Farmers point out pre-Budget limitations
The government's pre-Budget report has "limited value" in terms of helping agriculture drive forward economic recovery, said farming leaders this week.
The National Farmers' Union said that Alistair Darling's package - which includes a comprehensive set of measures designed to boost short-term household income, spending and business - contains a number of welcome provisions, but largely bypasses the measurements that would have set farming in good stead during the downturn.
NFU president Peter Kendall said it was unlikely that the proposals contained in the pre-Budget report would boost the overall competitiveness of UK agriculture and the agri-food sector.
"There are a number of commendable parts to the Chancellor's statement, together with some matters of concern, but several missed opportunities," he said.
Kendall praised the government for trying to boost small and medium-sized enterprises as a cornerstone to economic recovery, adding that farming is an integral part of the SME community.
"We welcome proposals for a temporary tax relief on vacant property, to delay the payment of tax bills, to introduce a substantial small business finance scheme and allowing SMEs to offset losses against profits made in the past three years," he said.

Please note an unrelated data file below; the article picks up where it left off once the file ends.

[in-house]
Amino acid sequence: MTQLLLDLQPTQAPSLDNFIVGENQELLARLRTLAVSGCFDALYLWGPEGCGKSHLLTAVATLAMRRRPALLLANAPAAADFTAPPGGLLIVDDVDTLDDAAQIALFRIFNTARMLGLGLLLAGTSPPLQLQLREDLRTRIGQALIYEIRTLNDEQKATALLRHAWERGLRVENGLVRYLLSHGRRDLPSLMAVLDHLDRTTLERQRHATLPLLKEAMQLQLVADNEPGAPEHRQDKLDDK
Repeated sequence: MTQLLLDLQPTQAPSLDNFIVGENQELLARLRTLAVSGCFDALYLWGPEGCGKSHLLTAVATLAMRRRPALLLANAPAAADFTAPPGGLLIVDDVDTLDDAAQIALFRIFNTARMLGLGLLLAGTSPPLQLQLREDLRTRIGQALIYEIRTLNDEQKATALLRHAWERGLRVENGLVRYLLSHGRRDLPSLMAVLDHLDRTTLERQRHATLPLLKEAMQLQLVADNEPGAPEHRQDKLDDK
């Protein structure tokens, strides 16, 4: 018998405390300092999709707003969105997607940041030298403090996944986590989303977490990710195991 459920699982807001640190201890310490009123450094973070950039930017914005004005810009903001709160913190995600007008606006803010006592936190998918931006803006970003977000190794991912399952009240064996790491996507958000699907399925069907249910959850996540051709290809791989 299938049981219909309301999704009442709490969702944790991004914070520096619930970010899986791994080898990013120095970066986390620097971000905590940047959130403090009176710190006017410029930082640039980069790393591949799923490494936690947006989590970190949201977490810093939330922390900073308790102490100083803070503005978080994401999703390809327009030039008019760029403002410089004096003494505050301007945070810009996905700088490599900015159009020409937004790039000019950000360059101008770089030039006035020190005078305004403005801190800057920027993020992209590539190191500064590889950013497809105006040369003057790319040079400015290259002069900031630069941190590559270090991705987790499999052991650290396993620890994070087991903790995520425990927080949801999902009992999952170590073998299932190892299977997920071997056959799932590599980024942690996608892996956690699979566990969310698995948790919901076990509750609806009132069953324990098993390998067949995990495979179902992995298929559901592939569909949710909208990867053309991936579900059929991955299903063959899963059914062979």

He also welcomed proposals to decrease the rate of increase of higher Vehicle Excise Duty (VED) for 4x4s and the extension of the renewables obligation, but pointed out that there is still a lack of incentives to encourage farmers to invest in environmentally beneficial capital works.
Kendall concluded that although the government must play a "decisive" role in stimulating economic recovery, it is industry that will be the driving force.
"Farming can play an appreciable part in this, provided it is not encumbered by unnecessary regulatory burdens, has the backing of the banking sector and a much greater appreciation from its retail customers," he said.